We’ve been tinkering with the single malt whiskeys and rums of Baltimore’s Old Line Spirits for a little over a year now, and the operation seems to be hitting its stride with the release of new products, including a recent bonded whiskey expression. We’re back at it for the third time in 2022 with our first look at its Double Oak Series, variously finished single malts of which Old Line has released at least five to date. Old Line provides copious information about its aging and finishing process on the bottles, which we’ll digest below.
Both of the whiskeys reviewed here actually shipped in late 2021, so we’re a bit late on the draw on these. That said, a little web searching reveals that both are still available, albeit not widely. With apologies for the delay, let’s dig in.
Both are 100 proof.
Old Line American Single Malt Whiskey Port Cask – Aged 3.5 years in new oak, then 6 months in Tawny Port casks. Incredibly dark in color, quite fetching. Racy on the nose at 50% abv, aromas run to dark chocolate, fresh ground coffee, and that classic raisiny Port character just under the surface. Immersive yet spicy, what’s lost here is the whiskey base; that this is single malt is certainly not at all evident from nosing. The palate bursts with Port notes — six months doesn’t sound like long but it’s really gone full-bore on this whiskey. Amidst all the plum and raisin elements, some cereal notes eventually come into focus, but they’re mild, pairing nicely with the smoldering dessert-like elements. It all leads to a winey, lightly oxidized finish laced with drip coffee and some bruleed banana — again, a lot like Tawny Port. For fans of the genre — that is, heavily wine-soaked whiskeys — this will hit the spot. A- / $75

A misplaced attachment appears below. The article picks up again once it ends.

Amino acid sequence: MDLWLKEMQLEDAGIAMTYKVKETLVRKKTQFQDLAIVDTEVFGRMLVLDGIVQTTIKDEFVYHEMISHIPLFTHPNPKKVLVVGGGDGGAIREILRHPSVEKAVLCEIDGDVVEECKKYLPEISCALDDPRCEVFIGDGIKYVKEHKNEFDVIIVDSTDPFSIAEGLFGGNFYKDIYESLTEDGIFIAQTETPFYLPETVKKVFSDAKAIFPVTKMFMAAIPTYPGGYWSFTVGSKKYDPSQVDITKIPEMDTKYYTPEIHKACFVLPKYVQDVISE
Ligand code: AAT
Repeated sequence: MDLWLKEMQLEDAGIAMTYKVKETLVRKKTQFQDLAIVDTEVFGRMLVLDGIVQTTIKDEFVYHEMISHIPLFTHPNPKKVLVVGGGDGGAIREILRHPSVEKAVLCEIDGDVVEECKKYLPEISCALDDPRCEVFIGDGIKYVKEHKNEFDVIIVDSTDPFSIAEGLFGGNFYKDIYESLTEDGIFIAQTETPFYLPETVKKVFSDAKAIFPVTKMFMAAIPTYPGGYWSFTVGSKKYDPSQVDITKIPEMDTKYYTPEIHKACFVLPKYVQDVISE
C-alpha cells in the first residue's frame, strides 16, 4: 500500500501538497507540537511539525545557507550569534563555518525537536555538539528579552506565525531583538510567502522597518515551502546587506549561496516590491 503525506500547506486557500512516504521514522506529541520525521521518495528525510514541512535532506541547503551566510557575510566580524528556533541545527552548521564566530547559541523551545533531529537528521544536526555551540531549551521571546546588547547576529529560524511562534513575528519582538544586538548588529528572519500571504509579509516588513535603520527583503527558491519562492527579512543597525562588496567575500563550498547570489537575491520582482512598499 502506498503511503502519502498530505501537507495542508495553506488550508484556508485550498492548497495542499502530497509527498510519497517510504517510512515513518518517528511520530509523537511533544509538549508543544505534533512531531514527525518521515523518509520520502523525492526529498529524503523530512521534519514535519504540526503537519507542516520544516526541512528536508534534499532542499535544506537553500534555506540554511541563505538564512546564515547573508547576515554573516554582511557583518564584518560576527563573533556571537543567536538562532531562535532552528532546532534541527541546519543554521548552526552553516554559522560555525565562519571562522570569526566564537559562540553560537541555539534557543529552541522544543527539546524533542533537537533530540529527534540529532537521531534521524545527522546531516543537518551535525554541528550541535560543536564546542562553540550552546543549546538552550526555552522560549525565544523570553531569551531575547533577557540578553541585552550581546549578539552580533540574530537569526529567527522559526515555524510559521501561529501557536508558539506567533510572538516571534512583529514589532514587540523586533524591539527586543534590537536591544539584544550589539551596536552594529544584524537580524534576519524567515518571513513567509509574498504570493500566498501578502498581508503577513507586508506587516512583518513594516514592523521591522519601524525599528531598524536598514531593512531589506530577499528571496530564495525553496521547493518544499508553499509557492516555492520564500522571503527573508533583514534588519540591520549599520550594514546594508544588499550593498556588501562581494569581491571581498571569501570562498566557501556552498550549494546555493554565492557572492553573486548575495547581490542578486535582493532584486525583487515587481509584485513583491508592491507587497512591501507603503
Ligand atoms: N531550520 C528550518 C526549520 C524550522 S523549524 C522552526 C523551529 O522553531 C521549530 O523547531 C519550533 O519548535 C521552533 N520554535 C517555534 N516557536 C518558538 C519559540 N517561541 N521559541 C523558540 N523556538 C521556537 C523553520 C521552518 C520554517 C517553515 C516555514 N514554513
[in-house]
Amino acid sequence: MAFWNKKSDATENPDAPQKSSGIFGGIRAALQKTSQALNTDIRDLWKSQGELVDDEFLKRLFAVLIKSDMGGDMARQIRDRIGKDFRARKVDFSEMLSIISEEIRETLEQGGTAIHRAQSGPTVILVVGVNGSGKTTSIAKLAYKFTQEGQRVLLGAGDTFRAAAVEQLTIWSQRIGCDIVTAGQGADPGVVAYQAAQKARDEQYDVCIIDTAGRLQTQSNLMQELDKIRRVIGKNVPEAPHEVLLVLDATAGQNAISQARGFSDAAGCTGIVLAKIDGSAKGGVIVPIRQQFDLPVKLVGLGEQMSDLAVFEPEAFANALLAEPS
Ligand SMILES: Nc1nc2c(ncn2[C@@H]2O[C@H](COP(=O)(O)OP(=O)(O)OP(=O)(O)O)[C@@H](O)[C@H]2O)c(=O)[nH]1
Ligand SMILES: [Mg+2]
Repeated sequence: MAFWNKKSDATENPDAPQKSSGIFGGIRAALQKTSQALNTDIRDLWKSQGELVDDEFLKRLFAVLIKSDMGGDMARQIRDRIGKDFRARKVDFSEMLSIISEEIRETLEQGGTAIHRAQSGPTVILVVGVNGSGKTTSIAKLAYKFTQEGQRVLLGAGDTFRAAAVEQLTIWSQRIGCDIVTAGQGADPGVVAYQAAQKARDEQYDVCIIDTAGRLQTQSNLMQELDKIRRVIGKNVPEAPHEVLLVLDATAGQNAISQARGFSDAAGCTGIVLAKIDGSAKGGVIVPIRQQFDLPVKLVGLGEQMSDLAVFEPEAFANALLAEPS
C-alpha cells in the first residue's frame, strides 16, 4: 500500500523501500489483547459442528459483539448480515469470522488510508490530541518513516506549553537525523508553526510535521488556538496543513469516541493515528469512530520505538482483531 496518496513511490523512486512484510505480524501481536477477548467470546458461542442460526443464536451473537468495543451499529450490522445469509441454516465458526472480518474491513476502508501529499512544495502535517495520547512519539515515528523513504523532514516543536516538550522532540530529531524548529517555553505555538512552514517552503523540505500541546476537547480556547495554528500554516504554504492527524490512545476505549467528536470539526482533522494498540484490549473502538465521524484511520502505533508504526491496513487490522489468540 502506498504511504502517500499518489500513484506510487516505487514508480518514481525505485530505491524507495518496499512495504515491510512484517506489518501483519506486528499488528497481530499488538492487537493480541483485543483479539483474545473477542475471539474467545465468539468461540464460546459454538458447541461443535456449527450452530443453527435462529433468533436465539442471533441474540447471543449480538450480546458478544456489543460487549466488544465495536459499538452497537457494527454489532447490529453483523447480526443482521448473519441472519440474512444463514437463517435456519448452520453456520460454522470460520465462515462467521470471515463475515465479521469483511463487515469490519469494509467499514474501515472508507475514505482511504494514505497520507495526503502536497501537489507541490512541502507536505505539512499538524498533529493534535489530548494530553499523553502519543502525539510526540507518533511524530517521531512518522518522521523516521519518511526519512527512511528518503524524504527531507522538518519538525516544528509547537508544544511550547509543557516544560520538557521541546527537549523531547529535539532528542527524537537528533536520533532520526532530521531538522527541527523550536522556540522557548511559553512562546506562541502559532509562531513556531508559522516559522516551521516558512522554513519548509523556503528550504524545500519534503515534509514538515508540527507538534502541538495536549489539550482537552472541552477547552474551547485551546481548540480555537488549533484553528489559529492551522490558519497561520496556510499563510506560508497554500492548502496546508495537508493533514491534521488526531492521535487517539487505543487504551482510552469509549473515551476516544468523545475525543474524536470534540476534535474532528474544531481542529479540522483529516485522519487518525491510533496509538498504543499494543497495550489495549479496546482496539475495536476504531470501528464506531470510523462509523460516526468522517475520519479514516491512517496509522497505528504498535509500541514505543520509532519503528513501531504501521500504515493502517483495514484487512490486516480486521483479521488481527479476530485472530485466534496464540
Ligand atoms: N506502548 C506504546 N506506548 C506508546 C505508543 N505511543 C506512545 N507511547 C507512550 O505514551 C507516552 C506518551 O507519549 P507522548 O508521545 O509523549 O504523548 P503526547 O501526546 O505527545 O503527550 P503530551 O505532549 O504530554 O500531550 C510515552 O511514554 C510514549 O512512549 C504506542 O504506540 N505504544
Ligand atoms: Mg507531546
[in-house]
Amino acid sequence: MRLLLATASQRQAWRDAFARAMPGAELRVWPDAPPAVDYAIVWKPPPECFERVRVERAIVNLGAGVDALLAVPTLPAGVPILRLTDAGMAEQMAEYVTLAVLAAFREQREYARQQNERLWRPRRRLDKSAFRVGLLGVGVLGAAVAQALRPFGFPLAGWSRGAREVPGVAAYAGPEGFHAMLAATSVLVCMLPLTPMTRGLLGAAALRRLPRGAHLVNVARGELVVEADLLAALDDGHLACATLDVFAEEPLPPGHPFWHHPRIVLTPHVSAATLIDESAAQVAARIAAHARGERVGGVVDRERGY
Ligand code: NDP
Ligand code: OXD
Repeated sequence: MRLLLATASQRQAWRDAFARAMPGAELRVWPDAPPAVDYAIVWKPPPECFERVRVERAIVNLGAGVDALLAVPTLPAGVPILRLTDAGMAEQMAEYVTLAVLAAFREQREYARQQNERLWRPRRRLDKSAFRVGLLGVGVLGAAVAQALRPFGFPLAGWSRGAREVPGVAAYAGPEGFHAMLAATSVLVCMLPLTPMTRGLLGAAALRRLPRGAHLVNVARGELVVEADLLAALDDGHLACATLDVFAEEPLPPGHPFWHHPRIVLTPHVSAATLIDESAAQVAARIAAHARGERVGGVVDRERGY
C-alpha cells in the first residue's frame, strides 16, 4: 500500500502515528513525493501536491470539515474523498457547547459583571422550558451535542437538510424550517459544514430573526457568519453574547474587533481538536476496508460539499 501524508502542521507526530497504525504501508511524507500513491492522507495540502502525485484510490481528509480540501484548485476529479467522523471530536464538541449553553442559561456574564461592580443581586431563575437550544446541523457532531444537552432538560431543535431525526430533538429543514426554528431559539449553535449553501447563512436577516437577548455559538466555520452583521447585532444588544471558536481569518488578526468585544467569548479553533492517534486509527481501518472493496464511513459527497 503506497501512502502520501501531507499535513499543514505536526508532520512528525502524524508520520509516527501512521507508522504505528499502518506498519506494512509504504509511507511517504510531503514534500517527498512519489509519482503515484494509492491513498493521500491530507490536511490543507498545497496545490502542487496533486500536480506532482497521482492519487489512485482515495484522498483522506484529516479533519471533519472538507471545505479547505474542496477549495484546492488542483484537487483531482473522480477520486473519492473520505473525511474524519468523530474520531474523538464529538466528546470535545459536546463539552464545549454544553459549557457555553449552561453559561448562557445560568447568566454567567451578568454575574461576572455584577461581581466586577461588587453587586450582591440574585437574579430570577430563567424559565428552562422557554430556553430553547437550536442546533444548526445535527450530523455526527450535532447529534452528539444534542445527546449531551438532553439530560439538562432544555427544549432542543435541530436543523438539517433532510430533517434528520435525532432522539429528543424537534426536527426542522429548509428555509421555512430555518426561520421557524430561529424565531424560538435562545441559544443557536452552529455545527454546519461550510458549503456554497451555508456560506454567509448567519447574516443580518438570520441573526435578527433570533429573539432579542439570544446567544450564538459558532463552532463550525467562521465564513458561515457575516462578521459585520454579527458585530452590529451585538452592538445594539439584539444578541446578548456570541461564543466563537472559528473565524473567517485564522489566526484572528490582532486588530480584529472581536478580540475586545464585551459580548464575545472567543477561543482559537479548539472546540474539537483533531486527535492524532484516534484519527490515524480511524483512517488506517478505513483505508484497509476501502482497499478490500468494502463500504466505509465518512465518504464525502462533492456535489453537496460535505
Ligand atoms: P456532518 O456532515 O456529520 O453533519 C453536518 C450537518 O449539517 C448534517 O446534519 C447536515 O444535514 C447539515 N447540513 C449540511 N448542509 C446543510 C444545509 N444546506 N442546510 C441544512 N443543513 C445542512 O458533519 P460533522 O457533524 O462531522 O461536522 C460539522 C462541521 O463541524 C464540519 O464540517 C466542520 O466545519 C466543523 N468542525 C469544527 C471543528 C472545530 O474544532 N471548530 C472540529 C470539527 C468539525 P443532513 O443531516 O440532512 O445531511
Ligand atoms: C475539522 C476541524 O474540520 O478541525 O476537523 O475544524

Old Line American Single Malt Whiskey Madeira Cask – Aged 3.3 years in new oak, then 10 months in Madeira casks. Burnt orange in color, with a classic Madeira nose of oxidized wine, burnt walnuts, and (again) ample heat. Gently grainy here, with a light undercurrent of peanut shells and cloves. The palate keeps the theme — intense, heavily Maderized wine — and folds in only a little extra nuance: orange peel, cardamom, and some black pepper. But really it’s the Madeira show throughout, racy and a little sour, peppery, and uniquely laden with old wine elements. Madeira’s an acquired taste to begin with, but here it feels even more intense, a deep dive into a particular style of wine, with a sharp, peppery finish. Again, the underlying whiskey fades quickly into the background, for better or for worse. B / $75